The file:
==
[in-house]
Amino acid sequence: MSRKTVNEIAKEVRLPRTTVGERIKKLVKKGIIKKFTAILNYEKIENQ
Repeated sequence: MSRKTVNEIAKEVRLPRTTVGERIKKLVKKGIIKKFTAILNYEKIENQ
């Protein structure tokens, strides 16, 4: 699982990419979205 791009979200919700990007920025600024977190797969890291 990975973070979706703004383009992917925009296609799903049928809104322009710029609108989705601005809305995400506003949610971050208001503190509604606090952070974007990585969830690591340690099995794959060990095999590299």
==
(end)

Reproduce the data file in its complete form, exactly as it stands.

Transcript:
[in-house]
Amino acid sequence: MSRKTVNEIAKEVRLPRTTVGERIKKLVKKGIIKKFTAILNYEKIENQ
Repeated sequence: MSRKTVNEIAKEVRLPRTTVGERIKKLVKKGIIKKFTAILNYEKIENQ
């Protein structure tokens, strides 16, 4: 699982990419979205 791009979200919700990007920025600024977190797969890291 990975973070979706703004383009992917925009296609799903049928809104322009710029609108989705601005809305995400506003949610971050208001503190509604606090952070974007990585969830690591340690099995794959060990095999590299």